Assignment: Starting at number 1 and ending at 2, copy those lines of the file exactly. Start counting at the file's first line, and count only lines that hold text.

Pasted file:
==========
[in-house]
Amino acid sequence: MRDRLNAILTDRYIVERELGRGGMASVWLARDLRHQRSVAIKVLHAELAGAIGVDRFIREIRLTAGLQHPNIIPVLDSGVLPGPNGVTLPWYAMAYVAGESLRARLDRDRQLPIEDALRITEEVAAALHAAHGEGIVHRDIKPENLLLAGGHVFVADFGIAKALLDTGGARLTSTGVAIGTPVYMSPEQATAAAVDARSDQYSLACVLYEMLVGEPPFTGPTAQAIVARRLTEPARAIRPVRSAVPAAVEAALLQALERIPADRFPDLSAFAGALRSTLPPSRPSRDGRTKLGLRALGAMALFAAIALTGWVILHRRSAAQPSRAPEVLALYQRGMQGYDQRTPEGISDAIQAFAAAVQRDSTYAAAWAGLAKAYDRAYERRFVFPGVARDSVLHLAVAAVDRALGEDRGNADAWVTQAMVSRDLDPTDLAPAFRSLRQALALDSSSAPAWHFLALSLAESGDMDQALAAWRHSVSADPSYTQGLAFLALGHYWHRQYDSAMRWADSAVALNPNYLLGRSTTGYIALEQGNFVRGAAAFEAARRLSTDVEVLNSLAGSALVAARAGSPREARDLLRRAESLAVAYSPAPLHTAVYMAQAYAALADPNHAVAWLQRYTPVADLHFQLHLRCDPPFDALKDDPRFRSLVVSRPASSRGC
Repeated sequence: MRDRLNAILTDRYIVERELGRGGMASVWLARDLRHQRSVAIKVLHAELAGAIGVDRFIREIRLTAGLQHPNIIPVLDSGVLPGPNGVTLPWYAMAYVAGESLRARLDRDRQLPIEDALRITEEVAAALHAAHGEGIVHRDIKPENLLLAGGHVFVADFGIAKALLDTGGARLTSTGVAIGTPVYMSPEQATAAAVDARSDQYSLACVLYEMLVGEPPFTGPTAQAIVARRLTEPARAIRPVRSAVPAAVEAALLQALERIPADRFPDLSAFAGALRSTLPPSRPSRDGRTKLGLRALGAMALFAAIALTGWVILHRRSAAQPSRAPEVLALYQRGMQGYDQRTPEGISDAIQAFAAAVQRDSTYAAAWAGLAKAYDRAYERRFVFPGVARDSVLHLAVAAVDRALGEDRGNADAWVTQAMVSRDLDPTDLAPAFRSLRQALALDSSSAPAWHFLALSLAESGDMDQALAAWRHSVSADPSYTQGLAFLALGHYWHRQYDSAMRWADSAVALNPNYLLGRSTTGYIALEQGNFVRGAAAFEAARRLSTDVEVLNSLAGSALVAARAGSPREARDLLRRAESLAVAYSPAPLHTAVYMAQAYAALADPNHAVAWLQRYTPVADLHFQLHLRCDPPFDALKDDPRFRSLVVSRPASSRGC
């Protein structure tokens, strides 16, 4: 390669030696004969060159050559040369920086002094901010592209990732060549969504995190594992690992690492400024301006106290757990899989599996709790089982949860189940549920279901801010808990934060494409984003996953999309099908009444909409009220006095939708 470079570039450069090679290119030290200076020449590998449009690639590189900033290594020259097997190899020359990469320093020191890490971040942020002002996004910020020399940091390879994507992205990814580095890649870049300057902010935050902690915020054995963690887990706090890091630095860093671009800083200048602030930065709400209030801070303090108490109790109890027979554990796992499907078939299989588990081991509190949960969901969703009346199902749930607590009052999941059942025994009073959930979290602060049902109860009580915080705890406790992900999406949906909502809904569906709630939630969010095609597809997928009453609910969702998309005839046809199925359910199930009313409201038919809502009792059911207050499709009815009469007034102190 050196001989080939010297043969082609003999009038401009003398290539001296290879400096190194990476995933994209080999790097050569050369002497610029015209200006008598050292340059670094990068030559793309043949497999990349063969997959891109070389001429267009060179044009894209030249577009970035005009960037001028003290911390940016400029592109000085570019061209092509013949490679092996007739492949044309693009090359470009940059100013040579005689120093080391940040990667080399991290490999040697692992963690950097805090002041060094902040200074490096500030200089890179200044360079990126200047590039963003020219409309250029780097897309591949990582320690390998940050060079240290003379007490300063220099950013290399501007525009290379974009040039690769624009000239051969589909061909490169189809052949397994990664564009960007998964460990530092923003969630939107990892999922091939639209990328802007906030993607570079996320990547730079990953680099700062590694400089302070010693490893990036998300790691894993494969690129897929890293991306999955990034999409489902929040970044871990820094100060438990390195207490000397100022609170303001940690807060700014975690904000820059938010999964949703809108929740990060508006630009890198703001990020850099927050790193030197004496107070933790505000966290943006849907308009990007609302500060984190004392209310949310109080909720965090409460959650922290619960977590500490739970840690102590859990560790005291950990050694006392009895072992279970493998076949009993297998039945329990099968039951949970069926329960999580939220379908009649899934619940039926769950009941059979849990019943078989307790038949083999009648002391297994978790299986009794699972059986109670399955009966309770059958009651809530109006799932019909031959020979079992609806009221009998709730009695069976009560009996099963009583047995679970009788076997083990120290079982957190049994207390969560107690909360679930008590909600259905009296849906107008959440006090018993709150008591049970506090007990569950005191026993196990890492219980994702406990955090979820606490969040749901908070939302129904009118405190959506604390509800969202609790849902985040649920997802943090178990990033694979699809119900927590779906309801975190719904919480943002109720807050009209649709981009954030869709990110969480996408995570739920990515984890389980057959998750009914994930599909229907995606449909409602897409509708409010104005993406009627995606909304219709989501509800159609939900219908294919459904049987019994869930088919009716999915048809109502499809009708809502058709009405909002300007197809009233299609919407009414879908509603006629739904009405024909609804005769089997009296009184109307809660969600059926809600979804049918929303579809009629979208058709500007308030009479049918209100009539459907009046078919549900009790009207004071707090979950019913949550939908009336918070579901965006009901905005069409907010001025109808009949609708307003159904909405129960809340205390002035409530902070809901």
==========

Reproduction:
[in-house]
Amino acid sequence: MRDRLNAILTDRYIVERELGRGGMASVWLARDLRHQRSVAIKVLHAELAGAIGVDRFIREIRLTAGLQHPNIIPVLDSGVLPGPNGVTLPWYAMAYVAGESLRARLDRDRQLPIEDALRITEEVAAALHAAHGEGIVHRDIKPENLLLAGGHVFVADFGIAKALLDTGGARLTSTGVAIGTPVYMSPEQATAAAVDARSDQYSLACVLYEMLVGEPPFTGPTAQAIVARRLTEPARAIRPVRSAVPAAVEAALLQALERIPADRFPDLSAFAGALRSTLPPSRPSRDGRTKLGLRALGAMALFAAIALTGWVILHRRSAAQPSRAPEVLALYQRGMQGYDQRTPEGISDAIQAFAAAVQRDSTYAAAWAGLAKAYDRAYERRFVFPGVARDSVLHLAVAAVDRALGEDRGNADAWVTQAMVSRDLDPTDLAPAFRSLRQALALDSSSAPAWHFLALSLAESGDMDQALAAWRHSVSADPSYTQGLAFLALGHYWHRQYDSAMRWADSAVALNPNYLLGRSTTGYIALEQGNFVRGAAAFEAARRLSTDVEVLNSLAGSALVAARAGSPREARDLLRRAESLAVAYSPAPLHTAVYMAQAYAALADPNHAVAWLQRYTPVADLHFQLHLRCDPPFDALKDDPRFRSLVVSRPASSRGC